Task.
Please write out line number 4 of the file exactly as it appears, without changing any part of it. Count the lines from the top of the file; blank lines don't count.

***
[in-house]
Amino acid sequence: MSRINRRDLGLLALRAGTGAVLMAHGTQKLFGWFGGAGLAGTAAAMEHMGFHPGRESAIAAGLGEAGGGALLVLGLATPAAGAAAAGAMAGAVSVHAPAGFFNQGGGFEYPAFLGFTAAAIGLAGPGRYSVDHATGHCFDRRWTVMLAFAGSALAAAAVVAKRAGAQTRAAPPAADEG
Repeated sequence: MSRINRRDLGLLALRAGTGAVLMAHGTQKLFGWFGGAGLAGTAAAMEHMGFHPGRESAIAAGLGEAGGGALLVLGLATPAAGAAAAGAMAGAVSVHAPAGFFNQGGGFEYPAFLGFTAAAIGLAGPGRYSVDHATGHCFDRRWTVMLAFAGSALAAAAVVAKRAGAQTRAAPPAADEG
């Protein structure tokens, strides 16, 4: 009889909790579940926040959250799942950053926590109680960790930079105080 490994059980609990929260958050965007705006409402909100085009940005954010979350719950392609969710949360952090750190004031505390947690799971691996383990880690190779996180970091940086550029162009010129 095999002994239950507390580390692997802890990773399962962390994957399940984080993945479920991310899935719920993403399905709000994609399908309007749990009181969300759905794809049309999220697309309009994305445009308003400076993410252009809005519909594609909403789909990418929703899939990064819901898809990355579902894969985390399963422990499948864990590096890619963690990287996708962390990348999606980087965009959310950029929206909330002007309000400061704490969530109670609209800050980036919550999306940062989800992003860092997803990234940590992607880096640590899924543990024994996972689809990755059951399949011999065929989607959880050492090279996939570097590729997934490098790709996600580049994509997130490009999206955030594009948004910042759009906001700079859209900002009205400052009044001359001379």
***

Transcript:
């Protein structure tokens, strides 16, 4: 009889909790579940926040959250799942950053926590109680960790930079105080 490994059980609990929260958050965007705006409402909100085009940005954010979350719950392609969710949360952090750190004031505390947690799971691996383990880690190779996180970091940086550029162009010129 095999002994239950507390580390692997802890990773399962962390994957399940984080993945479920991310899935719920993403399905709000994609399908309007749990009181969300759905794809049309999220697309309009994305445009308003400076993410252009809005519909594609909403789909990418929703899939990064819901898809990355579902894969985390399963422990499948864990590096890619963690990287996708962390990348999606980087965009959310950029929206909330002007309000400061704490969530109670609209800050980036919550999306940062989800992003860092997803990234940590992607880096640590899924543990024994996972689809990755059951399949011999065929989607959880050492090279996939570097590729997934490098790709996600580049994509997130490009999206955030594009948004910042759009906001700079859209900002009205400052009044001359001379």